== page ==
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Gerald Wilson, jazz’s reigning composer/orchestrator pays homage to his adopted hometown, Chicago on his fifth Mack Avenue Records release, Legacy. Composers Igor Stravinsky and Giacomo Puccini also receive Wilson’s musical tips of the hat. Wilson’s son, guitarist/composer Anthony Wilson, and grandson Eric Otis are also represented by a composition/orchestration apiece, thus extending Gerald’s musical legacy.
The Gerald Wilson Orchestra assembled for Legacy comprises many of the great jazz artists who've been Gerald's collaborators for the lion’s share of his Mack Avenue canon. A first-class rhythm section of pianist Renee Rosnes, guitarist Anthony Wilson, bassist Peter Washington and drummer Lewis Nash anchors the group. Trumpeters Sean Jones, Jeremy Pelt, Tony Lujan and Mike Rodriguez and trombonists Dennis Wilson, Douglas Purviance, Luis Bonilla and Alan Ferber stud the brass section. Antonio Hart Dick Oatts, Kamasi Washington, Ron Blake, Jay Brandford and Gary Smulyan comprise the reeds. Al Pryor continues as Wilson’s producer for this collection of tributes and portraits.
His new suite “Yes, Chicago Is…” is an affectionate series of sketches—what Wilson calls a “romantic ballad”—that delineates one of his favorite cities. (He wrote and recorded “State Street Suite,” an earlier civic valentine, in 1993.) Commissioned by the Chicago Jazz Festival, it recalls some key personal junctures. Wilson lived in the Windy City for a better part of a year at the age of fifteen, when the Chicago World’s Fair was there. Later on, as a member of the Jimmie Lunceford Orchestra (which he joined in June of 1938), he used the town as his home base. And while stationed at the Great Lakes Naval facility (1942-’44), Wilson took advantage of the fact that he didn’t have to live on the base and moved into town.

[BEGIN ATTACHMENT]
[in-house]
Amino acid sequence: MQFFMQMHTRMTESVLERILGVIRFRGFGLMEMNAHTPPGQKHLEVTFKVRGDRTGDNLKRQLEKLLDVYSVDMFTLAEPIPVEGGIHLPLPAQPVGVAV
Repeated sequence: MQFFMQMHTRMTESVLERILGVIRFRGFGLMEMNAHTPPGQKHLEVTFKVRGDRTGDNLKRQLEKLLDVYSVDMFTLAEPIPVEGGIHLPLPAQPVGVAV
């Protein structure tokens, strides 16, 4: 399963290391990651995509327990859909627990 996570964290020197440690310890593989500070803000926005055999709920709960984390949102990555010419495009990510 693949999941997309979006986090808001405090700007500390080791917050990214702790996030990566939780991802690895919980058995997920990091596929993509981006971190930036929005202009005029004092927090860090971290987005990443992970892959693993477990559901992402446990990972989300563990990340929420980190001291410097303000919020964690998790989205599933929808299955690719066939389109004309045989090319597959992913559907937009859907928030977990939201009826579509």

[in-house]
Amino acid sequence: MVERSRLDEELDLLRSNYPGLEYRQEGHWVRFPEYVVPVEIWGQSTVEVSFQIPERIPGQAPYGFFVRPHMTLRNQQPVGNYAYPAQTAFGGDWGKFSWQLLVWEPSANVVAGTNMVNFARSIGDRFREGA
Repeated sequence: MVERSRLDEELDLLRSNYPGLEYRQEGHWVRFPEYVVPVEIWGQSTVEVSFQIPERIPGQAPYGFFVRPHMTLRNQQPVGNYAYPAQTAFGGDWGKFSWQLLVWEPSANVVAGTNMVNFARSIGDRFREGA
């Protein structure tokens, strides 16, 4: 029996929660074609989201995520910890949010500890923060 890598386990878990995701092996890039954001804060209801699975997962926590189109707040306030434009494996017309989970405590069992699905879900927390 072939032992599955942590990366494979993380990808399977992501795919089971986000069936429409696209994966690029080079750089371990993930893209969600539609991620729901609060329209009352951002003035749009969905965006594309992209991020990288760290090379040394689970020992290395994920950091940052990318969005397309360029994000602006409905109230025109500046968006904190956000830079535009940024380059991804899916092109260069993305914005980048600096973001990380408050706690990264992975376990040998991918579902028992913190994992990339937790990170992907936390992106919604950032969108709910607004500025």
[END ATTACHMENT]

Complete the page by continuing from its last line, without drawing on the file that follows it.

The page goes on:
The suite begins appropriately with “A Real Jazz Mecca.” “I always loved Chicago,” the 92 year-old Wilson says. “It’s such an exciting city, and it’s one of the great jazz cities—a real ‘jazz mecca.’ I tried to capture some of the flavor of the Chicago I’ve known: the wonderful Regal Theatre, the great sports teams and the El Grotto nightclub, where I played six weeks with my band in 1946.”
Wilson’s fans won’t be surprised that he’s an admirer of 20th Century musical giant Igor Stravinsky. One of his mentors, the late Phil Moore, brought the Russian composer to Wilson’s attention. Italian opera great, Giacomo Puccini, however, might raise a few eyebrows. “They’re both dedicated to Wynton Marsalis,” he relates. “He’s been so good to me, playing my music at Lincoln Center. I took a small excerpt (just a couple of bars) from ‘Nessun Dorma’ from Puccini’s opera, Turandot—and wrote the ‘Variations on a Theme by Giacomo Puccini.’ I did the same with Stravinsky. I write short pieces these days so I don’t need much material for inspiration.”